Before I found Good Shepherd, Coquitlam, I struggled with the promise I recite with the rest of the congregation during a baptism. How can I promise to support someone in their baptism when often I wouldn’t see them after that day?
The answer came in the form of a challenge issued by the pastor. Rev. Ron Bjorgan asked us to produce a box to give as a gift to those being baptized at Good Shepherd.
We eventually came up with yellow cedar boxes. Each box contains some books and whatever gifts the pastor deems appropriate for the person being baptized. Some of the women of the congregation also produce a stole, embroidered with the name of the person and the date of the baptism.
Our pastor sometimes calls the box a gift from the woodworkers/crafters group, but it’s actually a gift from the whole congregation. One of the most important items placed in the box is a letter celebrating the baptism. All present congregational members are given opportunity to sign.
Each box has a cross fixed to its top. Originally, we made the crosses from the same yellow cedar board that we make the boxes from. The idea was that all the boxes would have a common connection; just as we are all connected through Christ. However, these crosses were too fragile to stand the test of time, so we switched to oak.
The body of the box is still yellow cedar, but now the cross on top is from the same oak that we use for making crosses we give to visitors and anyone else that wants one.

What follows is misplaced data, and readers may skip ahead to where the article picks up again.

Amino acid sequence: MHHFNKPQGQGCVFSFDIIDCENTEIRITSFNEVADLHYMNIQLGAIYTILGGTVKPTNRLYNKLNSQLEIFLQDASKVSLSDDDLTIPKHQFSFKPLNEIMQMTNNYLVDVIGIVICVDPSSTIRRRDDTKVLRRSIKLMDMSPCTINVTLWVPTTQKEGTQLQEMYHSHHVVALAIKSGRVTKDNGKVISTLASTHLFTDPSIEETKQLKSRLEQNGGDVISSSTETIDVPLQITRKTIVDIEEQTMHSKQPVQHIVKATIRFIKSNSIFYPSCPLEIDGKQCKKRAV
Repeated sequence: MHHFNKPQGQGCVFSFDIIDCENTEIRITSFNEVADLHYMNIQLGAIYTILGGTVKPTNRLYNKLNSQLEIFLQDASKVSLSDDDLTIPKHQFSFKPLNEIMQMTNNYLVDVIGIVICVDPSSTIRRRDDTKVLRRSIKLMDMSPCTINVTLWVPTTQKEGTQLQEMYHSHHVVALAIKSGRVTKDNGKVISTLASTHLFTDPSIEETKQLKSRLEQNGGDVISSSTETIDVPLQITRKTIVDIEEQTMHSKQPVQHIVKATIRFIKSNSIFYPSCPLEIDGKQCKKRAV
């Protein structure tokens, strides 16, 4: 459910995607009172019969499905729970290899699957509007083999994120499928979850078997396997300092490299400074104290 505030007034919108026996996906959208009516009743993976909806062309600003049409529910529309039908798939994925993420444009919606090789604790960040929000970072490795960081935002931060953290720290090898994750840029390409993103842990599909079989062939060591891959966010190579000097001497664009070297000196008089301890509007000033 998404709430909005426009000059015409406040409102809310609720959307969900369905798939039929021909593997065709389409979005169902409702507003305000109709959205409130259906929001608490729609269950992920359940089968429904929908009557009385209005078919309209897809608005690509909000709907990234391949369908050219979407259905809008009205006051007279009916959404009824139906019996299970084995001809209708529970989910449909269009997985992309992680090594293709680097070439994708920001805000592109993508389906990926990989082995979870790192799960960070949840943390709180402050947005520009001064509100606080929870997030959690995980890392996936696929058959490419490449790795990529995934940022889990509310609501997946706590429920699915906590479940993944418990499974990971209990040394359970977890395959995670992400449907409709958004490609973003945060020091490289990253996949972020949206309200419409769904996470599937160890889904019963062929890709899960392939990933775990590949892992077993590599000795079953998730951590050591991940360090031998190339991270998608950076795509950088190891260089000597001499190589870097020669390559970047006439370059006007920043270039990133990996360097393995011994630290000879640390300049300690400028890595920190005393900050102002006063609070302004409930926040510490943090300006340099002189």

Maybe that’s a better image anyway; the crosses on the boxes being connected with all of the Good Shepherd crosses we send out into the world.
Now we have crosses on every continent except Antarctica, but that’s another story.
However Ingrid’s story is one that should be told. Ingrid had a number of challenges, health-wise, as well as some emotional issues, and she never left home. She lived with her parents until they had both died.
She had never been baptized. For some reason she showed up at Good Shepherd one day with questions for the pastor regarding Jesus. Ingrid had difficulties maintaining the family house and some of the folks of Good Shepherd jumped in to help clean up her garden and keep the house generally functioning properly.
Eventually Ingrid asked to be baptized and we built her a box. She was baptized on April 18, 1999. Ingrid’s life was quite solitary, and I think she was very lonely, but she seemed to really enjoy coming to Good Shepherd.
One day she presented us with some pictures she had drawn of the birds that came to her garden and a poem about her box (see p. 16).
We only had Ingrid for a few years before Jesus took her home. One of Ingrid’s bird drawings hangs over my desk along with a kindergarten picture my daughter drew. If my house ever catches fire, I’ll be grabbing those two pictures on the way out before I consider the nearby Bateman prints.
Now when I stand with the congregation and recite the liturgy for baptism, I feel somewhat better about the promise I make.